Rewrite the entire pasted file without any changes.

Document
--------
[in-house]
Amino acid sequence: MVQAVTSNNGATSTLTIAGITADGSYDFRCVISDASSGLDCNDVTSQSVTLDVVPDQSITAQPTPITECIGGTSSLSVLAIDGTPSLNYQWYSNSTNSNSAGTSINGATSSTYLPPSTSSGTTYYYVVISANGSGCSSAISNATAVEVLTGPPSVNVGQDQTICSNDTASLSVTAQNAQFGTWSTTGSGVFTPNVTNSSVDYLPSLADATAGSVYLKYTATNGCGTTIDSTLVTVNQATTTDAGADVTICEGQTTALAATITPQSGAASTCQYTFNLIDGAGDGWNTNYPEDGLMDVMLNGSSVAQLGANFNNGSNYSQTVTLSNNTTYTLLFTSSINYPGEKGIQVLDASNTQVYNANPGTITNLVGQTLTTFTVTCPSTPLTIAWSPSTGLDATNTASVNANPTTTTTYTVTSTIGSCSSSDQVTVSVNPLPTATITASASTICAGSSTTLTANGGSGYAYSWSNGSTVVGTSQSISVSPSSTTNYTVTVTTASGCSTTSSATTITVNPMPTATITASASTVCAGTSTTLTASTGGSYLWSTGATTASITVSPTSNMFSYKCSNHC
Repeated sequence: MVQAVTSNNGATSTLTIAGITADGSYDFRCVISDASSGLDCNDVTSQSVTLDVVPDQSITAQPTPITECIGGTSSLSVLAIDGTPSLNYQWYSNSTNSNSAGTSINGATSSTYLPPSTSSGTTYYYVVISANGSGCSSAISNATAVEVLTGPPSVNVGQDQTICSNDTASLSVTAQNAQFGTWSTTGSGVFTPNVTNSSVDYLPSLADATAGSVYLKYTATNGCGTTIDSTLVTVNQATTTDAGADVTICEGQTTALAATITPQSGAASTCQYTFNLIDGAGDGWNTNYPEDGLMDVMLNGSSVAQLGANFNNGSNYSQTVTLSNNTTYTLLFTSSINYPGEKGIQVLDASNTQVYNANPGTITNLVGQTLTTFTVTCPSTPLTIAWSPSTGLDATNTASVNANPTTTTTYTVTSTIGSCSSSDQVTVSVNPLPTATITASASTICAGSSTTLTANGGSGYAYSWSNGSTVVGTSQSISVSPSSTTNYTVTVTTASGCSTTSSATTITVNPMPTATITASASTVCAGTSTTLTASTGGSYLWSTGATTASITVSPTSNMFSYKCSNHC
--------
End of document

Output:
[in-house]
Amino acid sequence: MVQAVTSNNGATSTLTIAGITADGSYDFRCVISDASSGLDCNDVTSQSVTLDVVPDQSITAQPTPITECIGGTSSLSVLAIDGTPSLNYQWYSNSTNSNSAGTSINGATSSTYLPPSTSSGTTYYYVVISANGSGCSSAISNATAVEVLTGPPSVNVGQDQTICSNDTASLSVTAQNAQFGTWSTTGSGVFTPNVTNSSVDYLPSLADATAGSVYLKYTATNGCGTTIDSTLVTVNQATTTDAGADVTICEGQTTALAATITPQSGAASTCQYTFNLIDGAGDGWNTNYPEDGLMDVMLNGSSVAQLGANFNNGSNYSQTVTLSNNTTYTLLFTSSINYPGEKGIQVLDASNTQVYNANPGTITNLVGQTLTTFTVTCPSTPLTIAWSPSTGLDATNTASVNANPTTTTTYTVTSTIGSCSSSDQVTVSVNPLPTATITASASTICAGSSTTLTANGGSGYAYSWSNGSTVVGTSQSISVSPSSTTNYTVTVTTASGCSTTSSATTITVNPMPTATITASASTVCAGTSTTLTASTGGSYLWSTGATTASITVSPTSNMFSYKCSNHC
Repeated sequence: MVQAVTSNNGATSTLTIAGITADGSYDFRCVISDASSGLDCNDVTSQSVTLDVVPDQSITAQPTPITECIGGTSSLSVLAIDGTPSLNYQWYSNSTNSNSAGTSINGATSSTYLPPSTSSGTTYYYVVISANGSGCSSAISNATAVEVLTGPPSVNVGQDQTICSNDTASLSVTAQNAQFGTWSTTGSGVFTPNVTNSSVDYLPSLADATAGSVYLKYTATNGCGTTIDSTLVTVNQATTTDAGADVTICEGQTTALAATITPQSGAASTCQYTFNLIDGAGDGWNTNYPEDGLMDVMLNGSSVAQLGANFNNGSNYSQTVTLSNNTTYTLLFTSSINYPGEKGIQVLDASNTQVYNANPGTITNLVGQTLTTFTVTCPSTPLTIAWSPSTGLDATNTASVNANPTTTTTYTVTSTIGSCSSSDQVTVSVNPLPTATITASASTICAGSSTTLTANGGSGYAYSWSNGSTVVGTSQSISVSPSSTTNYTVTVTTASGCSTTSSATTITVNPMPTATITASASTVCAGTSTTLTASTGGSYLWSTGATTASITVSPTSNMFSYKCSNHC